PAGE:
By Emily McGee
As I sat in my basement with my closest friends, we pondered the harsh reality that
school might be closed for a couple of weeks due to COVID-19.
It was March. Our senior show had occurred the weekend prior. I was in the spotlight for the first time in years, dancing beside the most compelling personalities I had ever encountered. I was alive. Yet, that was just that weekend.
This weekend was filled with movie marathons and our weekly trip to any store, this time being Walmart.
What we had in mind was what most did: leave school for an extended spring break. However, what I learned throughout this pandemic was the difference between missing something and wanting it back.
Let me be clear: I don’t want my old life back.
If I went back, I would not belong there. However, I miss the reality that I had lived for over 18 years.
Throughout my high school career, I watched every senior class before me experience their final months. It hurt tremendously more knowing that what we were supposed to receive was inevitably taken away.
Three of my closest friends and I had been preparing to sing as a quartet in our spring concert. But things became complicated at the onset of the pandemic.
We pushed it off, promising to prepare once the show was finished. The show ended on March 7. We were ready to perfect the song and perform for our beloved teacher, Mrs. Dougherty. She had watched us grow through our years in the program; she had been by our side. She had our entire chorus class audition for all-county, and we were all accepted.
After the show, our next performance would have been on March 20. By complete coincidence, my best friend’s birthday, who would have attended all-county with us, fell on that day.
Fast forward to mid-April: my best friends and I would have packed for our senior spring break trip to Myrtle Beach. We had been planning it for weeks, and I had convinced my dad to let me drive down with my friends separately.
That was going to be the highlight of April and, quite possibly, our senior year.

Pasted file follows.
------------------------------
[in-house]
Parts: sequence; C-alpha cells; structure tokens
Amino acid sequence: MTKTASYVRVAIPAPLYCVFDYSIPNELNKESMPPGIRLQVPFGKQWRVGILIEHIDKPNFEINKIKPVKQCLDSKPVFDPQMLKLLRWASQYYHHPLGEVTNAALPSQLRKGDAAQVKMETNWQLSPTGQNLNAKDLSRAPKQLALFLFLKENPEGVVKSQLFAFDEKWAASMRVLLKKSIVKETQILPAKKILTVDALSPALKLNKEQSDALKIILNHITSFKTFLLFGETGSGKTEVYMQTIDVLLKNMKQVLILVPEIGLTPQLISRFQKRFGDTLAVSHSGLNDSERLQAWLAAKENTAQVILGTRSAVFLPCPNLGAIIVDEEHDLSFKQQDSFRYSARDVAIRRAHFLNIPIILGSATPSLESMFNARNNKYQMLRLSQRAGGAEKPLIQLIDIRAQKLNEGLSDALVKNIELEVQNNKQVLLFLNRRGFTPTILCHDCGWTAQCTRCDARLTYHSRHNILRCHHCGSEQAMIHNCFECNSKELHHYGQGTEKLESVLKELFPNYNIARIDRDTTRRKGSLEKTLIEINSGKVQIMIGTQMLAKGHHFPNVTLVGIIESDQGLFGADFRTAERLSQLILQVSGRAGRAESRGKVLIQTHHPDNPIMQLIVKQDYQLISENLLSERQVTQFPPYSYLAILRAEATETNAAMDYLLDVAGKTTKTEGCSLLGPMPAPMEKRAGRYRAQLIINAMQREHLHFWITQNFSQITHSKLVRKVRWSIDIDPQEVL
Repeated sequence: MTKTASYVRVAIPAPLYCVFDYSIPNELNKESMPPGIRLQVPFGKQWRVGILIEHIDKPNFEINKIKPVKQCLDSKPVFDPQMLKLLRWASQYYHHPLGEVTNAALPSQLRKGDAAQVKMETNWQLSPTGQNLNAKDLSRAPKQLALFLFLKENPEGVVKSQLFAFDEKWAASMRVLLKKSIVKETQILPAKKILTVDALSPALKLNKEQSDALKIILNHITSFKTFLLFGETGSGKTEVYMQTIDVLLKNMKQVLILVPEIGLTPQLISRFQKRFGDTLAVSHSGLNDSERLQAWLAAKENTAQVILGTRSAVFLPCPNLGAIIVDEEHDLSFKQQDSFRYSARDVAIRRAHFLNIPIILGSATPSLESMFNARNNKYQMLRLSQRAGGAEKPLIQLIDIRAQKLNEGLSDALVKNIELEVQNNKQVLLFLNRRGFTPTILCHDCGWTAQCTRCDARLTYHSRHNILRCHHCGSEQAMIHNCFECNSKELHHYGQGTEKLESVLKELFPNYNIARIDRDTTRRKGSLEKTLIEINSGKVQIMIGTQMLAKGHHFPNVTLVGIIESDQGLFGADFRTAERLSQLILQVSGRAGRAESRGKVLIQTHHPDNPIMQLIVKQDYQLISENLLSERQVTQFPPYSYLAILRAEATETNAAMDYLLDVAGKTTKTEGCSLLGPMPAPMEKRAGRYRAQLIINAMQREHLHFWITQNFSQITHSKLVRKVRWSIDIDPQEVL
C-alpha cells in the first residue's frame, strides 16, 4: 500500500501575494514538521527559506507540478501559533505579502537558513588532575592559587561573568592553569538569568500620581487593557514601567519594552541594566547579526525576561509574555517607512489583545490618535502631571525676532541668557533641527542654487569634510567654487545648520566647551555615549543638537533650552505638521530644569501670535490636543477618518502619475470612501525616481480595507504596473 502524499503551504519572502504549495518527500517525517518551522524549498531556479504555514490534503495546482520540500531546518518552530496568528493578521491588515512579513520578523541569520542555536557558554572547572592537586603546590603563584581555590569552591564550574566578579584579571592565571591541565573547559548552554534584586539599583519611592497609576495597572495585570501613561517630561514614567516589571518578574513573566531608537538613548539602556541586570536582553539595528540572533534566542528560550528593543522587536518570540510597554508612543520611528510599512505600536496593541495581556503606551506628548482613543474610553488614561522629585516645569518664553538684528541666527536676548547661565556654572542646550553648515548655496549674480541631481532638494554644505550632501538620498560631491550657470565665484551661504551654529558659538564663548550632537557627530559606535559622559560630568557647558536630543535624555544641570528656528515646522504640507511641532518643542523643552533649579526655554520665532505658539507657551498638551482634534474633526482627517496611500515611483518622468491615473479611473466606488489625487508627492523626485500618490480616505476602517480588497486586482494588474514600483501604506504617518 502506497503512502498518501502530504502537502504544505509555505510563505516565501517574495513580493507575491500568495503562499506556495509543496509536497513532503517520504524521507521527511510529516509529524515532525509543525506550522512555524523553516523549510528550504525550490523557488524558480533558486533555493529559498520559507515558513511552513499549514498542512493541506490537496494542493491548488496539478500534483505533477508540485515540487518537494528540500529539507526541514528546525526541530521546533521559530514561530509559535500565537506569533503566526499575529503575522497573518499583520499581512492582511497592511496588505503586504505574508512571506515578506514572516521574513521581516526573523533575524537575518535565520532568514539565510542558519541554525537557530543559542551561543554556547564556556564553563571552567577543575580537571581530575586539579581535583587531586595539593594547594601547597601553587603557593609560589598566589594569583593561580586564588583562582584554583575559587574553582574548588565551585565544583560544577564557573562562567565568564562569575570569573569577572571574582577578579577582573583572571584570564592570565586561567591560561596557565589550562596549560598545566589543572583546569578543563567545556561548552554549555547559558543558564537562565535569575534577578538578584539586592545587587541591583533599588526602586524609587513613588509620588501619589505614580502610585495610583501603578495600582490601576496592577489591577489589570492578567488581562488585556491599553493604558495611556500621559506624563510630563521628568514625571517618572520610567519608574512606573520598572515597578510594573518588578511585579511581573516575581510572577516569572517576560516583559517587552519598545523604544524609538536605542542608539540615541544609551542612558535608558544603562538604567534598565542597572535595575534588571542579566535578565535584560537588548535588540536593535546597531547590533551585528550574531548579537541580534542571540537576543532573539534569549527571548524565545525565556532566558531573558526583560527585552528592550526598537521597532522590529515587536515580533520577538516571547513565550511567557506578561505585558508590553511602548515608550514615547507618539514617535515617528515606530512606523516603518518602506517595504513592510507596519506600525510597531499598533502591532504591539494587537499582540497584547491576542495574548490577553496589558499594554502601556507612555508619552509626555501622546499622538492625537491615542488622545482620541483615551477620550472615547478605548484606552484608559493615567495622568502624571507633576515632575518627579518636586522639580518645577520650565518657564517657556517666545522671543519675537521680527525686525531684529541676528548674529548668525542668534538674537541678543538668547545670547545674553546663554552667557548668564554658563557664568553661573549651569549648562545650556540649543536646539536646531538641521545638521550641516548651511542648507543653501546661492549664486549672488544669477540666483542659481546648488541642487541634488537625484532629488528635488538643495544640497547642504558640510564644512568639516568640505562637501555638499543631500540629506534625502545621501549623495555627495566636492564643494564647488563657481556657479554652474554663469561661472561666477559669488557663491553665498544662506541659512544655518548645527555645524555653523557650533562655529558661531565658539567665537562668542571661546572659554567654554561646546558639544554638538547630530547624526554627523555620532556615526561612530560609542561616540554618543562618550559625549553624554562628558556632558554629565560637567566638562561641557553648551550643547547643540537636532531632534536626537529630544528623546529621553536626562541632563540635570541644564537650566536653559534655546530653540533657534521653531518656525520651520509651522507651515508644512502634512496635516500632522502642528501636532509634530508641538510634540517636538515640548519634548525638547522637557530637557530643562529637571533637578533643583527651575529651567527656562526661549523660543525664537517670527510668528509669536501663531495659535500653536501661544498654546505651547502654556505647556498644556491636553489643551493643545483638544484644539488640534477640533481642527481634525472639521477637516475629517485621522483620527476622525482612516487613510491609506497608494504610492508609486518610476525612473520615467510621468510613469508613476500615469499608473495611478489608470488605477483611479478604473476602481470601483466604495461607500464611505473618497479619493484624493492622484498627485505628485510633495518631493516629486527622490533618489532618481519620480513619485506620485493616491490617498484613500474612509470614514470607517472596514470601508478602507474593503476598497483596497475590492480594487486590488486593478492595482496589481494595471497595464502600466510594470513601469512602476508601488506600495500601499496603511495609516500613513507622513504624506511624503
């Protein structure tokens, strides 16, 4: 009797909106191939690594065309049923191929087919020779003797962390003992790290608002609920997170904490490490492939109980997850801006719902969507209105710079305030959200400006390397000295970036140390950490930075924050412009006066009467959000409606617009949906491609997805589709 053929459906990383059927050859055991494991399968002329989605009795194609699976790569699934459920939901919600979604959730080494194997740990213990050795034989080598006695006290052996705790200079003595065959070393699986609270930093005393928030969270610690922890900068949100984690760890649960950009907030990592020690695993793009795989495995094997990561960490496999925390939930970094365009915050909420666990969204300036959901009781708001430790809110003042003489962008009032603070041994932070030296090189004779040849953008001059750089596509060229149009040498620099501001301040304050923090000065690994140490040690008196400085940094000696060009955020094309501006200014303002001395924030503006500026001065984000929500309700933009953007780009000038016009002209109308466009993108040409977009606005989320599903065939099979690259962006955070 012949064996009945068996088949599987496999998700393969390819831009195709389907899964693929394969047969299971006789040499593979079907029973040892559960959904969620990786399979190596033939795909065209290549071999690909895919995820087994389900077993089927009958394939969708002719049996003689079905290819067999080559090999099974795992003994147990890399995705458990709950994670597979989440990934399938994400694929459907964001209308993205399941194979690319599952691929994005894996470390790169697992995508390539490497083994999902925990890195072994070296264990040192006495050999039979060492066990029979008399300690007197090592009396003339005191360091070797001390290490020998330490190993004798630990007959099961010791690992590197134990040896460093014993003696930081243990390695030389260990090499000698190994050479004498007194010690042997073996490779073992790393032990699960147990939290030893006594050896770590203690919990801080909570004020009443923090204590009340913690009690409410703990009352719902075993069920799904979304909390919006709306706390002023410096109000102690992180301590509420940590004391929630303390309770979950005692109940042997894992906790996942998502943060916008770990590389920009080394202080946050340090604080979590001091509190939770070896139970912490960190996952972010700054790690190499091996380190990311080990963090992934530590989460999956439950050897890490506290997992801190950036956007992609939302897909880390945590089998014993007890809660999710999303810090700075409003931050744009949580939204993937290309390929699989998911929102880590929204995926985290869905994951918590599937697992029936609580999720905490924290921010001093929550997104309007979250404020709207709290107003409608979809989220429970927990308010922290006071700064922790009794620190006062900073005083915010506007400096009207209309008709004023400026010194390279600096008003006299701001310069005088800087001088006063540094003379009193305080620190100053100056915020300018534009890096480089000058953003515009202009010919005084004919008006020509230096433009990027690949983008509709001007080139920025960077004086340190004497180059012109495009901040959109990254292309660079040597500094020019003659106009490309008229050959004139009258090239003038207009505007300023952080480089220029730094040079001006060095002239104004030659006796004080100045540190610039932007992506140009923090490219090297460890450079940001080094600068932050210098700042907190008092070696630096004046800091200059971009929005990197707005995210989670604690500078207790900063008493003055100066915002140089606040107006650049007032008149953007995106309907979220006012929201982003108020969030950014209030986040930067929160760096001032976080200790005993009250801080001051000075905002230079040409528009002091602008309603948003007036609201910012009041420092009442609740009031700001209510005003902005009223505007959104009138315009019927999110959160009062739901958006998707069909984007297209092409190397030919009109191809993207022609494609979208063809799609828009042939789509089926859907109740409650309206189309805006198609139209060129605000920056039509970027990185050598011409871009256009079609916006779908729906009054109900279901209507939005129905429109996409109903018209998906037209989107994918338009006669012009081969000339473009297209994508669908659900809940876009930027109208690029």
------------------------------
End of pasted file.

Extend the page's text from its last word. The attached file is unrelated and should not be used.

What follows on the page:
May meant bonfires and celebrations. May meant the anniversary of the YMCA Leader’s Club that I had joined three years prior, the club that changed my life. We would go on weekend retreats about three or four times a year, and May would hold our second-to-last one. The end of May also brought my dad’s birthday, which always brought carrot cake. No matter what the world was like, the cake would always be there.
Then, June came.
The final days of my high school career: senior ball, senior prank, senior sleepout and graduation. In the blink of an eye, it was June 12, our senior ball. I would have worn that glorious black dress, and I would have gone with the date that might have asked me to go. And in the following days, my entire senior class would have gone to Boston to be together one last time.
As we know, time flies. And that, it did. In what felt like a few days, it was suddenly June 27, the day I would have walked across the stage in my blue gown to end my journey at Cazenovia High School. It would have been a beautiful day where I would have sat with my best friends and looked around to see our families overflowing with joy.
That night would have brought graduation parties, the true beginning of a sensational summer. For me, every summer meant Camp Iroquois, a place that had formed into a version of home that I loved.
Except this part of my life never happened.
I did get graduation, with masks of course. I worked at camp, like every summer, with restrictions. I continued Leader’s Club virtually every Thursday until summer’s end.
Now, it is November. I’m sitting in my dorm room, and in a way, I write to that girl who I left behind. It is okay to miss something, and it is okay to be angry when given an ending you don’t want.
Yet, I’m alive, and I get to be somewhere new.
I hope that girl knows I made it.